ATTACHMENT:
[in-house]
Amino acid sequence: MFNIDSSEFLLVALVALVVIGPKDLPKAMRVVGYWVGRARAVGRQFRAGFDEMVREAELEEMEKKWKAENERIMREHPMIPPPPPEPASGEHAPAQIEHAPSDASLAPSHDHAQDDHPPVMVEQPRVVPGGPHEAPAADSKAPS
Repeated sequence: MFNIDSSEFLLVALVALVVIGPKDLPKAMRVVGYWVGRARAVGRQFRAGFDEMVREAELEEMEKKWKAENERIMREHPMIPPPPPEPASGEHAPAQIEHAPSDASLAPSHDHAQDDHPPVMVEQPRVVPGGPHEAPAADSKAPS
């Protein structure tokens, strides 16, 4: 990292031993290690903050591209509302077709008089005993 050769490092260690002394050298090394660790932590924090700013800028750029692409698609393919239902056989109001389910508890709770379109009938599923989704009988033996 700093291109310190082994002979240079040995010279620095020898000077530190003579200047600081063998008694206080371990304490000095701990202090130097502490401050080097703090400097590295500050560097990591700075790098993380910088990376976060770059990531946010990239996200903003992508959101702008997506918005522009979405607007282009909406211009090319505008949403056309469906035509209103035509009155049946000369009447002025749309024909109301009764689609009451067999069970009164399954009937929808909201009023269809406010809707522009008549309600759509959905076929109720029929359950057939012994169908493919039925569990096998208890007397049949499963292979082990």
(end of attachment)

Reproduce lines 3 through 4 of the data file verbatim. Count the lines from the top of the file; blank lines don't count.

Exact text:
Repeated sequence: MFNIDSSEFLLVALVALVVIGPKDLPKAMRVVGYWVGRARAVGRQFRAGFDEMVREAELEEMEKKWKAENERIMREHPMIPPPPPEPASGEHAPAQIEHAPSDASLAPSHDHAQDDHPPVMVEQPRVVPGGPHEAPAADSKAPS
């Protein structure tokens, strides 16, 4: 990292031993290690903050591209509302077709008089005993 050769490092260690002394050298090394660790932590924090700013800028750029692409698609393919239902056989109001389910508890709770379109009938599923989704009988033996 700093291109310190082994002979240079040995010279620095020898000077530190003579200047600081063998008694206080371990304490000095701990202090130097502490401050080097703090400097590295500050560097990591700075790098993380910088990376976060770059990531946010990239996200903003992508959101702008997506918005522009979405607007282009909406211009090319505008949403056309469906035509209103035509009155049946000369009447002025749309024909109301009764689609009451067999069970009164399954009937929808909201009023269809406010809707522009008549309600759509959905076929109720029929359950057939012994169908493919039925569990096998208890007397049949499963292979082990």